EU-27 farm ministers agreed yesterday (18 January) to push for measures that would ensure all actors in the food supply chain, and particularly farmers, receive fair compensation for their work.
EU agriculture ministers met yesterday (18 January) to discuss Commission proposals on a better functioning food supply chain in Europe, which aims at improving commercial relationships between producers and consumers.
Spanish Rural Affairs Minister Elena Espinosa, chair of the ministerial meeting, said that the discussions revolved around greater price and market transparency, combating unfair commercial practices, contractual relationships, ‘inter-branch’ cooperation between professional organisations and the overall “competitive edge” of the EU agri-food sector at international level.
She said that all ministers welcomed the Commission’s initiative, which sets out measures to ensure the proper functioning of the food supply chain, and expressed hope that EU measures would enter into force “as soon as possible”.
Furthermore, many delegations underlined the need for further steps to ensure “fair distribution of value added right the way down the food supply chain,” stressing the need to make sure that “each link in the chain gets fair compensation” for work done in the process, the Spanish Council chair told the press.
While a number of countries already have price monitoring centres, this information is not shared with other member states, according to Espinosa.
“We should not only share information about prices but also about profit margins people might be benefiting from. We should be able to have that information to spot where distortions are occurring in the food supply chain nationally or throughout Europe,” she said.
CAP waivers under discussion
A number of countries suggested making changes to the single Common Market Organisation’s (CMO) role in EU farm policy. Some delegations proposed the introduction of waivers and exceptions for the agrifood sector to allow its actors to become better organised.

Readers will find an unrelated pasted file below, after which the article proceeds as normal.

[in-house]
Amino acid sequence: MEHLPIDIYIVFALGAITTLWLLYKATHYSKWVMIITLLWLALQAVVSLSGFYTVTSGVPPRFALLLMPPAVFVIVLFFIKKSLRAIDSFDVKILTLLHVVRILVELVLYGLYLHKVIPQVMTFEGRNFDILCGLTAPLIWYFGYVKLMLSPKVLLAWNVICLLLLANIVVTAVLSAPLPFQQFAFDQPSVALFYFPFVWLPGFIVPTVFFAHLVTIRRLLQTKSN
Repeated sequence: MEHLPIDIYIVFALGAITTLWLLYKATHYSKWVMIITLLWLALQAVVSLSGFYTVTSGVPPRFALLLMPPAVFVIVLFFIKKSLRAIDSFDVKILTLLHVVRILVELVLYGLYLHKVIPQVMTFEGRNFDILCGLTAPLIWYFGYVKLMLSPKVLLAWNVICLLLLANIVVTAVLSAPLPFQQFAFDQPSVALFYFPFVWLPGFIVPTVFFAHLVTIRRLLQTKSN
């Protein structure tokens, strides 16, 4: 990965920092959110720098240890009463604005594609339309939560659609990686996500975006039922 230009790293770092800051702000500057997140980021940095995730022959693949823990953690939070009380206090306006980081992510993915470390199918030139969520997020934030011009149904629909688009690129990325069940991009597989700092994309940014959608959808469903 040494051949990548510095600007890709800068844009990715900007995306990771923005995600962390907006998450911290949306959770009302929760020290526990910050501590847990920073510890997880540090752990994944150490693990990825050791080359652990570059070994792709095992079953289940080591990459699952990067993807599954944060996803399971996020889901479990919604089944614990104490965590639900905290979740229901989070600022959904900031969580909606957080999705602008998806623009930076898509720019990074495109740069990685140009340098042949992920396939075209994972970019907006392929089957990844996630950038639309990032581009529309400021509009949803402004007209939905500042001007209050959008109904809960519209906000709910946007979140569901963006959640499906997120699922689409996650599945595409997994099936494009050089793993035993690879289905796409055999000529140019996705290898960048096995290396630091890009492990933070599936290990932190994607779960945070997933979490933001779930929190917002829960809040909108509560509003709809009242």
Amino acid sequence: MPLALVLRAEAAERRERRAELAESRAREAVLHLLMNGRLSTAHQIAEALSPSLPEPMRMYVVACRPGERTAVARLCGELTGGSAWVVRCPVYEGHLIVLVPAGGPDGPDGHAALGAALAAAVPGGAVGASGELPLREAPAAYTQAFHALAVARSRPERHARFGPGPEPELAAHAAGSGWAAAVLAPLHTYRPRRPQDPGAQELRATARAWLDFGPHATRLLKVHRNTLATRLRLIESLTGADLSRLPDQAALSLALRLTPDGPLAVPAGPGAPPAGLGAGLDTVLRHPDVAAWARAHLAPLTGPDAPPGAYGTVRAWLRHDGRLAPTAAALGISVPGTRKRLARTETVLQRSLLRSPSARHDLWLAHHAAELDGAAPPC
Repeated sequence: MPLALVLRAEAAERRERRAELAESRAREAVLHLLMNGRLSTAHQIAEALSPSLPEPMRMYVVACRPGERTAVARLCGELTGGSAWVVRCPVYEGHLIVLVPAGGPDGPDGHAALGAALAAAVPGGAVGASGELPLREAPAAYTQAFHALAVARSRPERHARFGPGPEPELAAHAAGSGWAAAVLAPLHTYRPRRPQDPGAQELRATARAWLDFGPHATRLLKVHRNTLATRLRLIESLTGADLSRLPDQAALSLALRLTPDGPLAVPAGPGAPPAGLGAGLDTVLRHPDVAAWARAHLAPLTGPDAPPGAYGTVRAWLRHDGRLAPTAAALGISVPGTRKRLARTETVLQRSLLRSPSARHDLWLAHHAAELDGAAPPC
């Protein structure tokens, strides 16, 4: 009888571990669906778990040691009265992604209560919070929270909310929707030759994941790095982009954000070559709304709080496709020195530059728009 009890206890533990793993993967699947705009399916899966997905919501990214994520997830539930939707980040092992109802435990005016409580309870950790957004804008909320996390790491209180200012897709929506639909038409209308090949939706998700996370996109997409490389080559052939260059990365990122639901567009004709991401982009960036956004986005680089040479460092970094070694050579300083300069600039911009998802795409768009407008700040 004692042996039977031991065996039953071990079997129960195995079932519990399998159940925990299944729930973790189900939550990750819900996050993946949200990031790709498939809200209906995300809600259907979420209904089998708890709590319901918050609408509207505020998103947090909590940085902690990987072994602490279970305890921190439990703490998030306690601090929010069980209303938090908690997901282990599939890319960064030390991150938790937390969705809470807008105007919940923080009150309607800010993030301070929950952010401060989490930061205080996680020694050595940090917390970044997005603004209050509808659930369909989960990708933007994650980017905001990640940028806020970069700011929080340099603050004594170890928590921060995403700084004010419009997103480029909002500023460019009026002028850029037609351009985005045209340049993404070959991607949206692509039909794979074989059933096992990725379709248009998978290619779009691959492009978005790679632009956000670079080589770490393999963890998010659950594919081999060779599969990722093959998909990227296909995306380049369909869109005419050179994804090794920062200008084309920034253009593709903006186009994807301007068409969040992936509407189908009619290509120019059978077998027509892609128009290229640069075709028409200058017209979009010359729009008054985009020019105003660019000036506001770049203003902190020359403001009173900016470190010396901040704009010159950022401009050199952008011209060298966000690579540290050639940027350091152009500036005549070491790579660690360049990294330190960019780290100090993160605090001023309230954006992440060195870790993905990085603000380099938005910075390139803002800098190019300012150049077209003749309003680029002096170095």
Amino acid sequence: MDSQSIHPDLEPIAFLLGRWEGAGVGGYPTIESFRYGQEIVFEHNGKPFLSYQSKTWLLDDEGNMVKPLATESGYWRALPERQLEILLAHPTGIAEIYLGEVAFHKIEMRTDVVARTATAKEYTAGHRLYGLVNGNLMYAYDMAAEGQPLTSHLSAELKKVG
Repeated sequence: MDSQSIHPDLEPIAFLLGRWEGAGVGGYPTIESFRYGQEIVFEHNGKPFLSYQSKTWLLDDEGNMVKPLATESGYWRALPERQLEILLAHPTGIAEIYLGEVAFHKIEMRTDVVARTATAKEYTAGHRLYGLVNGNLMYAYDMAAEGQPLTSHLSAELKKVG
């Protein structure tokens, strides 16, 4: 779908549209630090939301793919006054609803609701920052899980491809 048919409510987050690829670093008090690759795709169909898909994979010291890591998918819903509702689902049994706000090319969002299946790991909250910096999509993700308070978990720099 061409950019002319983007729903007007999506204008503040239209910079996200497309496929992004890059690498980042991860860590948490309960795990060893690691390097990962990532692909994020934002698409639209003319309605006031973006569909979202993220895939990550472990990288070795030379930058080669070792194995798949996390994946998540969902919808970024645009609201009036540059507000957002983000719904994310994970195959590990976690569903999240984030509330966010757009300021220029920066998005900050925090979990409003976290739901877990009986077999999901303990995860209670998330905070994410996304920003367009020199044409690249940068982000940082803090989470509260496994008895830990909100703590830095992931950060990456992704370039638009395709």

Espinosa said the delegations had already agreed on many issues in this regard, but “one or two points” remained to be discussed in the special committee on agriculture before unanimity could be reached and trigger new legislative initiatives.
However, measures introduced through legislative initiatives might take a bit longer to see the light as the European Parliament now holds co-decision powers. On the contrary, measures that do not include legislative initiatives could be adopted “more quickly,” Espinosa said.
A group of member states led by France has suggested setting a minimum price for milk at national level between producers and industry (EURACTIV 08/09/09). Such ‘contractualisation’ at EU level between producers of agricultural commodities and industry is not currently possible, but has been proposed as a solution to the current milk crisis and declining dairy farming revenues. This possibility is currently being studied and could be proposed for other farm commodities too.
Last week, the French government presented a bill to reform the country’s agriculture and fisheries policy.
French Farm Minister Bruno Le Maire said that the principle of a state-regulated written contract would “become the rule” in relations between food producers and the rest of the food chain in order to improve producer income and to balance relations between food producers, industry and retailers.